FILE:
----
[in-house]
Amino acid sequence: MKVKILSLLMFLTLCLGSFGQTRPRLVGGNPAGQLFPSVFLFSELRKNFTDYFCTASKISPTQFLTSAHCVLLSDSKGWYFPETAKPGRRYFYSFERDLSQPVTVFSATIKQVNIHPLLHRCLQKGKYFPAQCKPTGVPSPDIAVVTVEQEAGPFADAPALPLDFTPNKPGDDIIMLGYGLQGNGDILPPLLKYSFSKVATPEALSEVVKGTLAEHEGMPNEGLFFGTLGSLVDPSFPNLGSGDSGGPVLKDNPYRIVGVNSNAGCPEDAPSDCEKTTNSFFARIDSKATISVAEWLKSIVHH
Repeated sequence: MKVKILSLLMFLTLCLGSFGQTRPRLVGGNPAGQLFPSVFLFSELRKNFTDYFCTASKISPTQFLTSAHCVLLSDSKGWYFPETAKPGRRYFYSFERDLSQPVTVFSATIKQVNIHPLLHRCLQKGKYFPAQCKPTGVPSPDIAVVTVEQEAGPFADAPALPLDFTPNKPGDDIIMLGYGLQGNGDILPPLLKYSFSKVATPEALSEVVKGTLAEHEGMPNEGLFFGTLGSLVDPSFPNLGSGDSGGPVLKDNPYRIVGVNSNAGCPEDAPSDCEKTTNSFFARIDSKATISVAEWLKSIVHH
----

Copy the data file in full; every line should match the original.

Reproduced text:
[in-house]
Amino acid sequence: MKVKILSLLMFLTLCLGSFGQTRPRLVGGNPAGQLFPSVFLFSELRKNFTDYFCTASKISPTQFLTSAHCVLLSDSKGWYFPETAKPGRRYFYSFERDLSQPVTVFSATIKQVNIHPLLHRCLQKGKYFPAQCKPTGVPSPDIAVVTVEQEAGPFADAPALPLDFTPNKPGDDIIMLGYGLQGNGDILPPLLKYSFSKVATPEALSEVVKGTLAEHEGMPNEGLFFGTLGSLVDPSFPNLGSGDSGGPVLKDNPYRIVGVNSNAGCPEDAPSDCEKTTNSFFARIDSKATISVAEWLKSIVHH
Repeated sequence: MKVKILSLLMFLTLCLGSFGQTRPRLVGGNPAGQLFPSVFLFSELRKNFTDYFCTASKISPTQFLTSAHCVLLSDSKGWYFPETAKPGRRYFYSFERDLSQPVTVFSATIKQVNIHPLLHRCLQKGKYFPAQCKPTGVPSPDIAVVTVEQEAGPFADAPALPLDFTPNKPGDDIIMLGYGLQGNGDILPPLLKYSFSKVATPEALSEVVKGTLAEHEGMPNEGLFFGTLGSLVDPSFPNLGSGDSGGPVLKDNPYRIVGVNSNAGCPEDAPSDCEKTTNSFFARIDSKATISVAEWLKSIVHH